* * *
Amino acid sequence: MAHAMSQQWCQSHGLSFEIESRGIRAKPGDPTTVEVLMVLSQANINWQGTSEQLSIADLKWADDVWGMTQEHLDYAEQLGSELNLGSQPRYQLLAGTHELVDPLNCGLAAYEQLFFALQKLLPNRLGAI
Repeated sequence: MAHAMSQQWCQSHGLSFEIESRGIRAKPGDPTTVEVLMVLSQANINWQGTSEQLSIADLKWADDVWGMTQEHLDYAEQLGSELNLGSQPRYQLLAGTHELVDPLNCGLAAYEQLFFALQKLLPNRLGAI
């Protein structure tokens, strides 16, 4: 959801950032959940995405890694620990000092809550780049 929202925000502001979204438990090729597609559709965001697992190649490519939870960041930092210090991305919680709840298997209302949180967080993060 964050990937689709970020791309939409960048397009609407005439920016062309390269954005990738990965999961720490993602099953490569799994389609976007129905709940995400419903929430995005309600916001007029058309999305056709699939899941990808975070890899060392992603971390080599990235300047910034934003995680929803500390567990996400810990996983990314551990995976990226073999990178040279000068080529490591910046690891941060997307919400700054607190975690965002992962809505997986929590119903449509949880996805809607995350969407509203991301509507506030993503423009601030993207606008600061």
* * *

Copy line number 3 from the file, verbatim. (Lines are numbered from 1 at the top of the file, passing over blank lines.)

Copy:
């Protein structure tokens, strides 16, 4: 959801950032959940995405890694620990000092809550780049 929202925000502001979204438990090729597609559709965001697992190649490519939870960041930092210090991305919680709840298997209302949180967080993060 964050990937689709970020791309939409960048397009609407005439920016062309390269954005990738990965999961720490993602099953490569799994389609976007129905709940995400419903929430995005309600916001007029058309999305056709699939899941990808975070890899060392992603971390080599990235300047910034934003995680929803500390567990996400810990996983990314551990995976990226073999990178040279000068080529490591910046690891941060997307919400700054607190975690965002992962809505997986929590119903449509949880996805809607995350969407509203991301509507506030993503423009601030993207606008600061």